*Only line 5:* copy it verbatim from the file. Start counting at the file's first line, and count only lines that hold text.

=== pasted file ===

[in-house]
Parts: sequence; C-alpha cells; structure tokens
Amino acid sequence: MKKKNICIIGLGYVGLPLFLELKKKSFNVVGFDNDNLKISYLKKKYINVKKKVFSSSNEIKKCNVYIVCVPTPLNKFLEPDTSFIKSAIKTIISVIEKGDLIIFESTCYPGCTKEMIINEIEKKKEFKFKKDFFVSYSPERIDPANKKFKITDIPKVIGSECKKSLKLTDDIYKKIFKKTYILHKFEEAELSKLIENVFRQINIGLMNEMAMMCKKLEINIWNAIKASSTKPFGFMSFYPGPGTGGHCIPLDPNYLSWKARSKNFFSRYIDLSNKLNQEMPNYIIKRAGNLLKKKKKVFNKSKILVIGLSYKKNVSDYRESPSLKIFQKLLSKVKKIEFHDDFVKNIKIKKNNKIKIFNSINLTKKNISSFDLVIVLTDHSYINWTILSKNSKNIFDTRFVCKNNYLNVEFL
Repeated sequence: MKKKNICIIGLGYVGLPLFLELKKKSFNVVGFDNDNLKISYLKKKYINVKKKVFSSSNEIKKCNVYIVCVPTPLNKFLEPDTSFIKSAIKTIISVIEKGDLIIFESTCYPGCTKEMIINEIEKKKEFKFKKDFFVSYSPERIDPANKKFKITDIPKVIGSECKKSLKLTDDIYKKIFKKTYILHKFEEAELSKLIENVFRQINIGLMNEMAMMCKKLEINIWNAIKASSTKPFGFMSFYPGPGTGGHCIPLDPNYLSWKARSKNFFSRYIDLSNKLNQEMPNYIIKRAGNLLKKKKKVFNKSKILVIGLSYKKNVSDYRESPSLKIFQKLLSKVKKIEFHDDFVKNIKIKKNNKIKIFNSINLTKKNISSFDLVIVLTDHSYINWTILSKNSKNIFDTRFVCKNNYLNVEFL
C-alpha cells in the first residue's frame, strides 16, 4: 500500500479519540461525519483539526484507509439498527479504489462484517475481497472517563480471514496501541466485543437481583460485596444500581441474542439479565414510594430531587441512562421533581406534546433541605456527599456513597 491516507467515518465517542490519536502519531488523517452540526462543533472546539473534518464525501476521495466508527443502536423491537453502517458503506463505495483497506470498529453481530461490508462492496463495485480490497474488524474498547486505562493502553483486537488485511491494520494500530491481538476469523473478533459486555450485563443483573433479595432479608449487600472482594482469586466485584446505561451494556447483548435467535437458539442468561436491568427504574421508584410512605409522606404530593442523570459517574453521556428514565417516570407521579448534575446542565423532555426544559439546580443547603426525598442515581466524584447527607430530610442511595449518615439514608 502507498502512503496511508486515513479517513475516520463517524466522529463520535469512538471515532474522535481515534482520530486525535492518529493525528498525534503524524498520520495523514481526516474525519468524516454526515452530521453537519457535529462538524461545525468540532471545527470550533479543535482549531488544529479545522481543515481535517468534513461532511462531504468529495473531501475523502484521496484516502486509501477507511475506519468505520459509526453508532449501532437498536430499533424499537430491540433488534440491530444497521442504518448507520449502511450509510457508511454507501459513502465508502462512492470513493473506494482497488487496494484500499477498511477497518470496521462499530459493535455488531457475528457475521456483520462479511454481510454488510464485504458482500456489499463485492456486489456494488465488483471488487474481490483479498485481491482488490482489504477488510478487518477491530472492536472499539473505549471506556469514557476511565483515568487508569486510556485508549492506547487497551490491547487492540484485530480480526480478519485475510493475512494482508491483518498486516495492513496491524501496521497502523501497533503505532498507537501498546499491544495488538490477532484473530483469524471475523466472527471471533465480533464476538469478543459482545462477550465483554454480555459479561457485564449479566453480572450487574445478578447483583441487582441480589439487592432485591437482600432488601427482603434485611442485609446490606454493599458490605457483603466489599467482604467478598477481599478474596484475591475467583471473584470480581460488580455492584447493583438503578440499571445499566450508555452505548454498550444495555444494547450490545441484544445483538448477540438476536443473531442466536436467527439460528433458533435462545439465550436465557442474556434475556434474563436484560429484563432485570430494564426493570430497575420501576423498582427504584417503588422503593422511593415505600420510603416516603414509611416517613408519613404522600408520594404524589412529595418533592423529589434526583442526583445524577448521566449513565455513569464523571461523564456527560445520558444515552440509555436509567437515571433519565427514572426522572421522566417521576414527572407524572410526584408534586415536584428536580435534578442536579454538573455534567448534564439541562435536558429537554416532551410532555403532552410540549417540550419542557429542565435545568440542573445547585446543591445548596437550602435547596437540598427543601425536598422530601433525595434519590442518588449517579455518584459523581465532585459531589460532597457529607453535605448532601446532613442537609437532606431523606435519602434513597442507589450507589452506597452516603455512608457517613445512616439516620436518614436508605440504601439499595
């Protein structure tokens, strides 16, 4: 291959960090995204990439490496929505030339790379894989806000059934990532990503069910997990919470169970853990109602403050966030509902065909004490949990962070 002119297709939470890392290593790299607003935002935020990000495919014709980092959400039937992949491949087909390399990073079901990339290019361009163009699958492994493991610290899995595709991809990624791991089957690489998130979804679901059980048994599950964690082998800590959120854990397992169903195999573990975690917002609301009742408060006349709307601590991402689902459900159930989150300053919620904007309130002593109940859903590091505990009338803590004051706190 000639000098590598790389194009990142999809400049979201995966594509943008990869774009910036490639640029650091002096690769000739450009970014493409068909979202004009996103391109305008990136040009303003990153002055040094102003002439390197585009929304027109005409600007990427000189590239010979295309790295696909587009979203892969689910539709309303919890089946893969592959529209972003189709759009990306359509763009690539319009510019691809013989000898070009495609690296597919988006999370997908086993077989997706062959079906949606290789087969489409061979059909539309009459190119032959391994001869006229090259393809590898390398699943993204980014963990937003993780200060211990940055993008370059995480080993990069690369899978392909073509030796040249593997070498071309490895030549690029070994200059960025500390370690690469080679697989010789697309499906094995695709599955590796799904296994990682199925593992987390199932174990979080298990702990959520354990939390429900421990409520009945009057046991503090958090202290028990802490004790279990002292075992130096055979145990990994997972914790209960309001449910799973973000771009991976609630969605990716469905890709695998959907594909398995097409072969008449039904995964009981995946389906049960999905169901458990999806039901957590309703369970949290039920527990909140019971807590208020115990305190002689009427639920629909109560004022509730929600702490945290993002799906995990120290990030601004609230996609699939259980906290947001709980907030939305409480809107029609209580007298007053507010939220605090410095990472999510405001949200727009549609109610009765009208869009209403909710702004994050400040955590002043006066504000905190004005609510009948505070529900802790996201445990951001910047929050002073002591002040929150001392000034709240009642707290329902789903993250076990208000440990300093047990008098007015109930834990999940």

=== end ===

C-alpha cells in the first residue's frame, strides 16, 4: 500500500479519540461525519483539526484507509439498527479504489462484517475481497472517563480471514496501541466485543437481583460485596444500581441474542439479565414510594430531587441512562421533581406534546433541605456527599456513597 491516507467515518465517542490519536502519531488523517452540526462543533472546539473534518464525501476521495466508527443502536423491537453502517458503506463505495483497506470498529453481530461490508462492496463495485480490497474488524474498547486505562493502553483486537488485511491494520494500530491481538476469523473478533459486555450485563443483573433479595432479608449487600472482594482469586466485584446505561451494556447483548435467535437458539442468561436491568427504574421508584410512605409522606404530593442523570459517574453521556428514565417516570407521579448534575446542565423532555426544559439546580443547603426525598442515581466524584447527607430530610442511595449518615439514608 502507498502512503496511508486515513479517513475516520463517524466522529463520535469512538471515532474522535481515534482520530486525535492518529493525528498525534503524524498520520495523514481526516474525519468524516454526515452530521453537519457535529462538524461545525468540532471545527470550533479543535482549531488544529479545522481543515481535517468534513461532511462531504468529495473531501475523502484521496484516502486509501477507511475506519468505520459509526453508532449501532437498536430499533424499537430491540433488534440491530444497521442504518448507520449502511450509510457508511454507501459513502465508502462512492470513493473506494482497488487496494484500499477498511477497518470496521462499530459493535455488531457475528457475521456483520462479511454481510454488510464485504458482500456489499463485492456486489456494488465488483471488487474481490483479498485481491482488490482489504477488510478487518477491530472492536472499539473505549471506556469514557476511565483515568487508569486510556485508549492506547487497551490491547487492540484485530480480526480478519485475510493475512494482508491483518498486516495492513496491524501496521497502523501497533503505532498507537501498546499491544495488538490477532484473530483469524471475523466472527471471533465480533464476538469478543459482545462477550465483554454480555459479561457485564449479566453480572450487574445478578447483583441487582441480589439487592432485591437482600432488601427482603434485611442485609446490606454493599458490605457483603466489599467482604467478598477481599478474596484475591475467583471473584470480581460488580455492584447493583438503578440499571445499566450508555452505548454498550444495555444494547450490545441484544445483538448477540438476536443473531442466536436467527439460528433458533435462545439465550436465557442474556434475556434474563436484560429484563432485570430494564426493570430497575420501576423498582427504584417503588422503593422511593415505600420510603416516603414509611416517613408519613404522600408520594404524589412529595418533592423529589434526583442526583445524577448521566449513565455513569464523571461523564456527560445520558444515552440509555436509567437515571433519565427514572426522572421522566417521576414527572407524572410526584408534586415536584428536580435534578442536579454538573455534567448534564439541562435536558429537554416532551410532555403532552410540549417540550419542557429542565435545568440542573445547585446543591445548596437550602435547596437540598427543601425536598422530601433525595434519590442518588449517579455518584459523581465532585459531589460532597457529607453535605448532601446532613442537609437532606431523606435519602434513597442507589450507589452506597452516603455512608457517613445512616439516620436518614436508605440504601439499595